No woodworker loves sanding! So I don’t know why more woodworkers don’t have drum sanders. Good sanding really makes the piece and a Woodmaster does the work for you. When I’m making boxes, tables, or anything with flat surfaces, my Woodmaster makes my life so much easier.

I did a lot of research before I bought my Woodmaster. I looked at Performax but there’s no reverse and one side is open on it. To sand something wide, you have to flip the workpiece over. I’d go head-to-head against a Performax — my Woodmaster would eat it alive! 

Check it out — Stuart saws the glue-up into strips, turns them on edge, and re-glues them to make his intricate patterns.

Check it out — Stuart saws the glue-up into strips, turns them on edge, and re-glues them to make his intricate patterns.

Most woodworkers will tell you they always want something bigger and heavier. But with this Woodmaster, I don’t need anything heavier. It’s a tank.

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With heavy grit paper on my machine, I can start with rough cut wood and sand it to thickness. Or I can mount two grits of sandpaper on the same drum; 100 grit on one half and, say, 180 on the other half. That’s a real time saver because you don’t have to change papers.

But changing paper on the Woodmaster’s very easy because the paper attaches with hook-and-loop fabric. You just roll the paper on the drum and it sticks. It’s so much easier than with the Delta sander I once had.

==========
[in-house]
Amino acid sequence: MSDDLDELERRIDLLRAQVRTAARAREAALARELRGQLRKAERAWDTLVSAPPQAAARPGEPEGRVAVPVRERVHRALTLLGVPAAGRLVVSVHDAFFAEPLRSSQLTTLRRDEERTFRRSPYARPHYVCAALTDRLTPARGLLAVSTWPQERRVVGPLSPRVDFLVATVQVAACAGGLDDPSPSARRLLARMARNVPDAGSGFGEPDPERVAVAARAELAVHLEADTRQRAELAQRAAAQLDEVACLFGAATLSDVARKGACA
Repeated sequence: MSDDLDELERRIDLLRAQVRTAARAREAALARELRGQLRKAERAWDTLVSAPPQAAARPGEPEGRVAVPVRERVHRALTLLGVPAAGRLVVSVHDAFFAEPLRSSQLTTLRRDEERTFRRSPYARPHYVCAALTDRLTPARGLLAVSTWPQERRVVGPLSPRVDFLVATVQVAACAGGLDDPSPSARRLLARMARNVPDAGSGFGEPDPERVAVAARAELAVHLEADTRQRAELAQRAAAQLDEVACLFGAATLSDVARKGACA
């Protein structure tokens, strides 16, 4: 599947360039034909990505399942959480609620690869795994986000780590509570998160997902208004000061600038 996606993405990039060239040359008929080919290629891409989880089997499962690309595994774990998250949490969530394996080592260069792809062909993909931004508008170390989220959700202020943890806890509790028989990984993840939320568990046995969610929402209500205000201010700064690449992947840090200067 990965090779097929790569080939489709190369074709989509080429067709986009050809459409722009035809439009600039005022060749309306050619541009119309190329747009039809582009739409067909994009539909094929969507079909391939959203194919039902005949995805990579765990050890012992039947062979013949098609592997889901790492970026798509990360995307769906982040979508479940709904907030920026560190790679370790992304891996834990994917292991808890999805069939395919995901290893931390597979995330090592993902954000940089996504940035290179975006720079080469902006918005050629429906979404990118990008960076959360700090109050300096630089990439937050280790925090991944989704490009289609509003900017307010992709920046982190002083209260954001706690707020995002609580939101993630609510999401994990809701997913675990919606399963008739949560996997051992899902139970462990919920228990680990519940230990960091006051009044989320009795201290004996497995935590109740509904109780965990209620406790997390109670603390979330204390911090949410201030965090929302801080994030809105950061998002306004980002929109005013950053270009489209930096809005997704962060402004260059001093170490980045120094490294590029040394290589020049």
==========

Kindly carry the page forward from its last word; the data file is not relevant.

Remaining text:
The key is to run the wood through the machine several times taking off just a little at a time. I turned the height adjustment crank maybe 1/32 of an inch with each pass. You can adjust the height precisely and actually hear when it’s sanding most efficiently. It has a really nice conveyor feed belt that provides a little cushion and gives a little forgiveness.

Not "just" cutting boards - Stuart makes some darned handsome inlaid boxes, too.

Not “just” cutting boards – Stuart makes some darned handsome inlaid boxes, too.

I love my Woodmaster! I’m very, very happy with my purchase. Your Customer Service is great. If you ever have a customer who wants to see how they work, they’re welcome to come see it working in my garage workshop.

box and cuttingboard

I think woodworkers would be shocked by how much use they’d get out of a Woodmaster Drum Sander. I use it a lot because it’s such a time saver. It sands the wood dead flat and you can get absolutely consistent thicknesses. It saves time, energy, and frustration. It’s a beautiful machine and a pleasure to use. I just have tremendous praise for my Woodmaster.”

— Stuart Gladstein, Woodmaster Drum Sander Owner, Los Angeles CA

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HE TURNS WEED TREES INTO FANTASTIC HIGH-END FURNITURE with his 50″ Woodmaster Drum Sander

Making extraordinary fine furniture out of super-wide slabs of Russian Olive takes a big, big sander.

Making extraordinary fine furniture out of super-wide slabs of Russian Olive takes a big, big sander.

...And here's the sander Andrew Bishop chose: a 50" Woodmaster Drum Sander.